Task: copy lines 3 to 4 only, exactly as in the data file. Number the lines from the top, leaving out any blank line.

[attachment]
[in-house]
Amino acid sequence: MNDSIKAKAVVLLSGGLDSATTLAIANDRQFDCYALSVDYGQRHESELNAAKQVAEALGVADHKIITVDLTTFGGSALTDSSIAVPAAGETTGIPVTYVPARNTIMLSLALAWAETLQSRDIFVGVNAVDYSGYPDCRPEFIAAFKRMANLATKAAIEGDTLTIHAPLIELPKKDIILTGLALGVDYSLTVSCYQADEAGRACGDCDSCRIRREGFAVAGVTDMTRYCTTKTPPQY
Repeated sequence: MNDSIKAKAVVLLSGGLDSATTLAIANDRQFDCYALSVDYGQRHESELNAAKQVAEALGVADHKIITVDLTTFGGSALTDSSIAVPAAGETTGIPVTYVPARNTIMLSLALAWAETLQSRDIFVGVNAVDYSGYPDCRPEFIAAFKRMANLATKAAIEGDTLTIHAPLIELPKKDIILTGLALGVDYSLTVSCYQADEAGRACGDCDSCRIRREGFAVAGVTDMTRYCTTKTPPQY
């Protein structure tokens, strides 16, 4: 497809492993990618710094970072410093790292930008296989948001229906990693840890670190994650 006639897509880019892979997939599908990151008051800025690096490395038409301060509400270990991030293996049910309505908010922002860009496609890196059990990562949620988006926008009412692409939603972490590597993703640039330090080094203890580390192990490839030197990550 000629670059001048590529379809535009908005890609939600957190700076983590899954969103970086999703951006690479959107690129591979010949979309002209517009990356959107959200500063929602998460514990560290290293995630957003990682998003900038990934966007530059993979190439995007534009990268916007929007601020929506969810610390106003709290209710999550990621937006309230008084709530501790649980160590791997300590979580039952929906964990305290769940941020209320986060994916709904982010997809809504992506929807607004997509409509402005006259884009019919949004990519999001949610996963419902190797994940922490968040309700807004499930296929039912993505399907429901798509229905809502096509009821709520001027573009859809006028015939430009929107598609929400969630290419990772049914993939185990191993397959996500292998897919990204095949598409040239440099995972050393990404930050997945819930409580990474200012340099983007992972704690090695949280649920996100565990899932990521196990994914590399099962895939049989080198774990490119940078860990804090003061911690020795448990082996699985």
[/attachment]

Repeated sequence: MNDSIKAKAVVLLSGGLDSATTLAIANDRQFDCYALSVDYGQRHESELNAAKQVAEALGVADHKIITVDLTTFGGSALTDSSIAVPAAGETTGIPVTYVPARNTIMLSLALAWAETLQSRDIFVGVNAVDYSGYPDCRPEFIAAFKRMANLATKAAIEGDTLTIHAPLIELPKKDIILTGLALGVDYSLTVSCYQADEAGRACGDCDSCRIRREGFAVAGVTDMTRYCTTKTPPQY
């Protein structure tokens, strides 16, 4: 497809492993990618710094970072410093790292930008296989948001229906990693840890670190994650 006639897509880019892979997939599908990151008051800025690096490395038409301060509400270990991030293996049910309505908010922002860009496609890196059990990562949620988006926008009412692409939603972490590597993703640039330090080094203890580390192990490839030197990550 000629670059001048590529379809535009908005890609939600957190700076983590899954969103970086999703951006690479959107690129591979010949979309002209517009990356959107959200500063929602998460514990560290290293995630957003990682998003900038990934966007530059993979190439995007534009990268916007929007601020929506969810610390106003709290209710999550990621937006309230008084709530501790649980160590791997300590979580039952929906964990305290769940941020209320986060994916709904982010997809809504992506929807607004997509409509402005006259884009019919949004990519999001949610996963419902190797994940922490968040309700807004499930296929039912993505399907429901798509229905809502096509009821709520001027573009859809006028015939430009929107598609929400969630290419990772049914993939185990191993397959996500292998897919990204095949598409040239440099995972050393990404930050997945819930409580990474200012340099983007992972704690090695949280649920996100565990899932990521196990994914590399099962895939049989080198774990490119940078860990804090003061911690020795448990082996699985």